Financial Strategies for Grad Students

When I was in grad school, I faced near-constant financial problems. My income was barely adequate, and the variety of streams it came from meant that my access to the money I’d already earned was often delayed in unpredictable ways. My one advantage was a good credit rating. I had gotten my first credit card as an undergrad, and I used it sparingly and paid it in full nearly every month. After a semester abroad, I was carrying a balance, and I took out a small bank loan to pay it off. So I had drawn on a significant amount of credit and used it responsibly. I understand that not everyone starts from this point, so my strategies may be inapplicable.

My strategy for coping with the difficulties of financial management was based on three simple principles:

  1. Think short-term: Long-term questions like how I was going to pay everything off were moot. The important thing was how I was going to keep meeting my immediate obligations until the next influx of cash came.
  2. Favor liquidity: Given my access to credit, the only hard constraint was the availability of cash (meaning money in my checking account). If given a choice between going further into debt or making a cash payment that would quickly put me at risk of not being able to meet another cash obligation, I always chose going further into debt.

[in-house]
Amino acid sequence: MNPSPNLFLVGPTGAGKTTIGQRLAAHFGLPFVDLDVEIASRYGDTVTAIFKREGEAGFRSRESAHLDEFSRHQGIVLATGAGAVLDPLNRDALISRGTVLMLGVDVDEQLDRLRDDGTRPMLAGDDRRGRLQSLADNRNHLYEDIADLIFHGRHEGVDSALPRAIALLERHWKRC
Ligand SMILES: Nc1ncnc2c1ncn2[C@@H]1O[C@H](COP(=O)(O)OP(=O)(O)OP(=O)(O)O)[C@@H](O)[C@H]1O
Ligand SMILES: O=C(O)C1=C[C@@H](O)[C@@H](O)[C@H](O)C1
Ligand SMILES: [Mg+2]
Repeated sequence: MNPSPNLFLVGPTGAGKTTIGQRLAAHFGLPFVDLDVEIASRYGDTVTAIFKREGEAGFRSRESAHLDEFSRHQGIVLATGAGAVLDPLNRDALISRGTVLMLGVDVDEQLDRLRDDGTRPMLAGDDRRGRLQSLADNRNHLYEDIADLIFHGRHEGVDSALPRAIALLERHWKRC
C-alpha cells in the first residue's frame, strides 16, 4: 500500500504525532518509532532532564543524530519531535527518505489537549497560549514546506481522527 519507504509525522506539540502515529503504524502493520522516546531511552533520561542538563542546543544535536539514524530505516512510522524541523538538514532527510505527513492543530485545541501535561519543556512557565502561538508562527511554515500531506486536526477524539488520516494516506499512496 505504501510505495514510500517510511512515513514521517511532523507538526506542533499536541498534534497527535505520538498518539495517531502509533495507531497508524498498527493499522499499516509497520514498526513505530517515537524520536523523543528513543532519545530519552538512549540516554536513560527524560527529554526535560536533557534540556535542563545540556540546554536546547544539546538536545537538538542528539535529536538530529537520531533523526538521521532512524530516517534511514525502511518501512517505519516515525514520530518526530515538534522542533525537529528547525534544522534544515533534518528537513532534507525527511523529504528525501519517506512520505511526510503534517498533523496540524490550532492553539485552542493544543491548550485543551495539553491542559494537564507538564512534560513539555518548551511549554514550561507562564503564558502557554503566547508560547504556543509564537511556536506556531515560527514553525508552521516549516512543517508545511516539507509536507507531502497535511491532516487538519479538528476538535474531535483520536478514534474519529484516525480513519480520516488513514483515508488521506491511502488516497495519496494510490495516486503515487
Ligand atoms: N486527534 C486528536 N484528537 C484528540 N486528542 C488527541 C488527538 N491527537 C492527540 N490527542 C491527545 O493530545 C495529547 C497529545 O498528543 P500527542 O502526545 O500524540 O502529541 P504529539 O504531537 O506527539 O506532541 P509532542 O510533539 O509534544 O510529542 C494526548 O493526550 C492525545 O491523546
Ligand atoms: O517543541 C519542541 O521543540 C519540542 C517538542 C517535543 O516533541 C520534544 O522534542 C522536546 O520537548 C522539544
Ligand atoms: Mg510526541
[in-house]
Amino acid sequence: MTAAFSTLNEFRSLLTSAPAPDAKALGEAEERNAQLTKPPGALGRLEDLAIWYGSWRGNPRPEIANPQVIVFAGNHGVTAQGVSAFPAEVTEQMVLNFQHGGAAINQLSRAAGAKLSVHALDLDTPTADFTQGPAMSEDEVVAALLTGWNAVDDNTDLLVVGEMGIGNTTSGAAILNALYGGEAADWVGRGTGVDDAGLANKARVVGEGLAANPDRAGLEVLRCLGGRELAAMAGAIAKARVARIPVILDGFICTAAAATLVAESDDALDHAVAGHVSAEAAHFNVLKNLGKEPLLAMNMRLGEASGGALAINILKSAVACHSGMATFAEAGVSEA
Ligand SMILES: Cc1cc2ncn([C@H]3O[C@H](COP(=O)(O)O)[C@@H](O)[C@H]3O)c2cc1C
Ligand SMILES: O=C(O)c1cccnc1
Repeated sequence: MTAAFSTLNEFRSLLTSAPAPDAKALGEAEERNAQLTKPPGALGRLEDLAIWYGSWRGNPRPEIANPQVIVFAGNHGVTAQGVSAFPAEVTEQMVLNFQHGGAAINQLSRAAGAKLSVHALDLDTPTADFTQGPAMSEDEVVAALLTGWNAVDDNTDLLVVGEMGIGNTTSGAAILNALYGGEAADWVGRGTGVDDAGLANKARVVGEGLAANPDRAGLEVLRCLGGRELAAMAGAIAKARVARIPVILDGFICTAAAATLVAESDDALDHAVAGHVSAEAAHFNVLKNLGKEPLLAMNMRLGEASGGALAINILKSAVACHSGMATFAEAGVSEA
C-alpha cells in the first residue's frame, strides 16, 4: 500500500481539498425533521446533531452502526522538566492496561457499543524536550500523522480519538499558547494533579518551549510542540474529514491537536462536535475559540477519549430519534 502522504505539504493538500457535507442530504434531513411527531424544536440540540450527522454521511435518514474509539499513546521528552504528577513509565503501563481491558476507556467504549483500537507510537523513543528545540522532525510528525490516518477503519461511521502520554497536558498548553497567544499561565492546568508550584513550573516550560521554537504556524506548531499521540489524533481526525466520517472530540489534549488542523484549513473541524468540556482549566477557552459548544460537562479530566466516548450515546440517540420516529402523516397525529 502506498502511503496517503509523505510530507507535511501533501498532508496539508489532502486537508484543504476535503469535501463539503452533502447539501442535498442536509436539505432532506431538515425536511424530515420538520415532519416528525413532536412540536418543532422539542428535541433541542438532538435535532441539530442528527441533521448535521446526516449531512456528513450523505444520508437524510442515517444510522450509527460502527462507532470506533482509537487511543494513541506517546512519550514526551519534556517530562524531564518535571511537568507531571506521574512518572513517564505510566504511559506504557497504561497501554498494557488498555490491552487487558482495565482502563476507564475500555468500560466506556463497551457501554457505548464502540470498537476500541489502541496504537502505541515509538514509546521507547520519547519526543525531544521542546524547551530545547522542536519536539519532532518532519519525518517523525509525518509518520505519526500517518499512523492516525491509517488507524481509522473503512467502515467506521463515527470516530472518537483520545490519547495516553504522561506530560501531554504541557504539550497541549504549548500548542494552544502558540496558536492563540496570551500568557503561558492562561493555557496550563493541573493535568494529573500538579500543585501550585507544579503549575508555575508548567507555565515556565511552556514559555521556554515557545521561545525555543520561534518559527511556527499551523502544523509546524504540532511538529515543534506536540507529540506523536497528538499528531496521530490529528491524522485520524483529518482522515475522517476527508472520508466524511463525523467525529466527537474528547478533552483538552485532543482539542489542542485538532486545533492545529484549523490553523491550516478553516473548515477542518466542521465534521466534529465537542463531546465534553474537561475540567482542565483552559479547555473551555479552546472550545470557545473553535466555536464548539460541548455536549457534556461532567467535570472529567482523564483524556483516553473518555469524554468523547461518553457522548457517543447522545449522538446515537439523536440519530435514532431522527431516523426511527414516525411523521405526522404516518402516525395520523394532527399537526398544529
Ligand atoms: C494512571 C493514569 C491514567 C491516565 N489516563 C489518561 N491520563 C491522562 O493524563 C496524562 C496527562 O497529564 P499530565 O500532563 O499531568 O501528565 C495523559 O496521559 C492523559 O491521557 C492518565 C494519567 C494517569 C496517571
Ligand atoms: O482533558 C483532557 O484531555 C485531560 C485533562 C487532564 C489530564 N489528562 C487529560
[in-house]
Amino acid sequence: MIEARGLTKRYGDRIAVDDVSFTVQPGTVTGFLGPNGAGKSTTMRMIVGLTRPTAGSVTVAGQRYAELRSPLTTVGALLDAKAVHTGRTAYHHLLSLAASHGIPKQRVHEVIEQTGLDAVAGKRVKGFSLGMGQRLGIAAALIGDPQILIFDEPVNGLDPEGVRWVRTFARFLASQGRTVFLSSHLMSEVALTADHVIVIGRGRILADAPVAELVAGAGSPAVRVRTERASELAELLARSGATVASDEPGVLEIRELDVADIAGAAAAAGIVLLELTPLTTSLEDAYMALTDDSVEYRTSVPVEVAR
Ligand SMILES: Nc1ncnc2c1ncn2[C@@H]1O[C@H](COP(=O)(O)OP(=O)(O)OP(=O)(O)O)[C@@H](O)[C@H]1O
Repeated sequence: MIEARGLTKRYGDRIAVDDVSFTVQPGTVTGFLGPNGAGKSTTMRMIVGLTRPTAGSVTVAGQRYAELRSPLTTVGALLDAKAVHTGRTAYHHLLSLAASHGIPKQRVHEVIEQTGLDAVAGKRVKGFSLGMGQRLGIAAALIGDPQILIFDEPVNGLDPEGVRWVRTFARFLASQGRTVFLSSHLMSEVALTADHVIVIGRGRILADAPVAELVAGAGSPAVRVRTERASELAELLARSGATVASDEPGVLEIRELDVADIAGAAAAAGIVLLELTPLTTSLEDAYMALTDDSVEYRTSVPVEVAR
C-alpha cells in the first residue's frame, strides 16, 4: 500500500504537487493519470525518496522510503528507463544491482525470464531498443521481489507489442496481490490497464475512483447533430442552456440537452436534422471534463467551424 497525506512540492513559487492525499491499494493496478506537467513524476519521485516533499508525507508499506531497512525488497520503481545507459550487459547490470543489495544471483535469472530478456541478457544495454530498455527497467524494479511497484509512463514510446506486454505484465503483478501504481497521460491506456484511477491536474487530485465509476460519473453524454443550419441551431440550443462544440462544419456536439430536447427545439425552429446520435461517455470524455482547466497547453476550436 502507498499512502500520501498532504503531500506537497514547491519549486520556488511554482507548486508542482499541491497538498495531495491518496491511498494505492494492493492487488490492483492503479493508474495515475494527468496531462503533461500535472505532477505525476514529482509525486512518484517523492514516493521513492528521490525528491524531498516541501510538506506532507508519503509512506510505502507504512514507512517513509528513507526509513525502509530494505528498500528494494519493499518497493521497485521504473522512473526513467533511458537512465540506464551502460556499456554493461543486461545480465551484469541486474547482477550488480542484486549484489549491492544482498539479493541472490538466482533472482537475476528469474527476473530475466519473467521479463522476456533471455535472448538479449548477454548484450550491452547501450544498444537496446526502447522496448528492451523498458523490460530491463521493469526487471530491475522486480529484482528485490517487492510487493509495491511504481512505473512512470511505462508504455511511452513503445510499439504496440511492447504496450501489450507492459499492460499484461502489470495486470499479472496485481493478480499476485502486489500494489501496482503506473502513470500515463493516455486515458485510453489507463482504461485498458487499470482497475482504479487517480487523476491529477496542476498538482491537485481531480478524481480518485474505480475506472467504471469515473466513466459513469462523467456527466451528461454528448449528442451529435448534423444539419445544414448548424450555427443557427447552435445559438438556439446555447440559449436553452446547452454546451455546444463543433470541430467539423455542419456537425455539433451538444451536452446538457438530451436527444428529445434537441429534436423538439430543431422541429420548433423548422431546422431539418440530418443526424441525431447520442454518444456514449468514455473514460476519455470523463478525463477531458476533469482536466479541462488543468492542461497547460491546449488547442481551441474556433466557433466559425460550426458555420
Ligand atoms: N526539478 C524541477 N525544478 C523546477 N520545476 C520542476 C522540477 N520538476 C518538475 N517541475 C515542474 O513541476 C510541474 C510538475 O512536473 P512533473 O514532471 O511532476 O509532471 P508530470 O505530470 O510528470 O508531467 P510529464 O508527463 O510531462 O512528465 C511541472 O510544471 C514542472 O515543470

3. Preserve the credit rating: This meant always paying every bill by whatever means necessary. If I missed a single payment, that could lead to a decline in my credit-worthiness, leading to higher minimum payments and a decline in liquidity that could further endanger my ability to meet my ongoing obligations.

To make this strategy work, I maintained at least three credit cards at all times. My intention was to have one credit card as my “rolling account,” which I would pay off every month. The other two gave me room to bounce money back and forth.

I absolutely refused to ever have a debit card for a variety of reasons. First, if the credit card company was willing to give me a free loan every month for my day-to-day purchases, why not take it? Second, if I did wind up carrying a balance, the consequences were likely to be less expensive than if I overdrew my checking account (fees and penalties were at their pre-crisis peak). Finally, if someone stole my debit card, that gave them access to my actual money — and even if I’d get that back, any serious disruption to my liquidity could have very negative consequences.

Oftentimes, I would not be able to pay the full amount of my “rolling account,” and so I would do a balance transfer. This actually helped my short-term liquidity because the balance transfer satisfied the need to pay that account on that particular month. I always timed my balance transfers to take advantage of the ability to “skip” a payment out of my checking account. Balance transfers do normally carry a fee, but the priority under the emergency circumstances of grad school is not to minimize your debt load, but to maintain your ability to keep rolling over your debt on favorable terms. Making sure to keep rolling over balance transfers with new offers does have the long-term benefit of minimizing your interest payments, but in the short term, it also reduces your minimum payment, hence helping the all-important liquidity. If your card has cash-back rewards, it helps to stockpile these so that you can get a free minimum payment out of it every once in a while.